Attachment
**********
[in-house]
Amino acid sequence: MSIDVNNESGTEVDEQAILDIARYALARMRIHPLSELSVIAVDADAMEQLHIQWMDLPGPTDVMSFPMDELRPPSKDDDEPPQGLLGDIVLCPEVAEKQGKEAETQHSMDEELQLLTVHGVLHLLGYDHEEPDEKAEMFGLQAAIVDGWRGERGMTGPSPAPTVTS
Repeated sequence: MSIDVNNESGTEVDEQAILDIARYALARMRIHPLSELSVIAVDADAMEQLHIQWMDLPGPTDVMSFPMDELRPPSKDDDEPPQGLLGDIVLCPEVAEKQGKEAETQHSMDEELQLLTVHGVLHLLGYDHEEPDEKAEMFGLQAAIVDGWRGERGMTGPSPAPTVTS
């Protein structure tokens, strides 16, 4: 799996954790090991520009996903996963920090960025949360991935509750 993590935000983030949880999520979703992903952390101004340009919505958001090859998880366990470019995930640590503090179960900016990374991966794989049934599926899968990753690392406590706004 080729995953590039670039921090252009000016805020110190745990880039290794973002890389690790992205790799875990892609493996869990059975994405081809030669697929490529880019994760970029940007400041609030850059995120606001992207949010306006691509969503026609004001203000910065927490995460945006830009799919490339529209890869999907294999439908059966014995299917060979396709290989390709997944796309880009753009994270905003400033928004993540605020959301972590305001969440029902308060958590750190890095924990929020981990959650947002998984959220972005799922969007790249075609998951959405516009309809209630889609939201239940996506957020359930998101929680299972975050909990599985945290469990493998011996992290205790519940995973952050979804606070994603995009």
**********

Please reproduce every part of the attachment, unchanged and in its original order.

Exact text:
[in-house]
Amino acid sequence: MSIDVNNESGTEVDEQAILDIARYALARMRIHPLSELSVIAVDADAMEQLHIQWMDLPGPTDVMSFPMDELRPPSKDDDEPPQGLLGDIVLCPEVAEKQGKEAETQHSMDEELQLLTVHGVLHLLGYDHEEPDEKAEMFGLQAAIVDGWRGERGMTGPSPAPTVTS
Repeated sequence: MSIDVNNESGTEVDEQAILDIARYALARMRIHPLSELSVIAVDADAMEQLHIQWMDLPGPTDVMSFPMDELRPPSKDDDEPPQGLLGDIVLCPEVAEKQGKEAETQHSMDEELQLLTVHGVLHLLGYDHEEPDEKAEMFGLQAAIVDGWRGERGMTGPSPAPTVTS
């Protein structure tokens, strides 16, 4: 799996954790090991520009996903996963920090960025949360991935509750 993590935000983030949880999520979703992903952390101004340009919505958001090859998880366990470019995930640590503090179960900016990374991966794989049934599926899968990753690392406590706004 080729995953590039670039921090252009000016805020110190745990880039290794973002890389690790992205790799875990892609493996869990059975994405081809030669697929490529880019994760970029940007400041609030850059995120606001992207949010306006691509969503026609004001203000910065927490995460945006830009799919490339529209890869999907294999439908059966014995299917060979396709290989390709997944796309880009753009994270905003400033928004993540605020959301972590305001969440029902308060958590750190890095924990929020981990959650947002998984959220972005799922969007790249075609998951959405516009309809209630889609939201239940996506957020359930998101929680299972975050909990599985945290469990493998011996992290205790519940995973952050979804606070994603995009």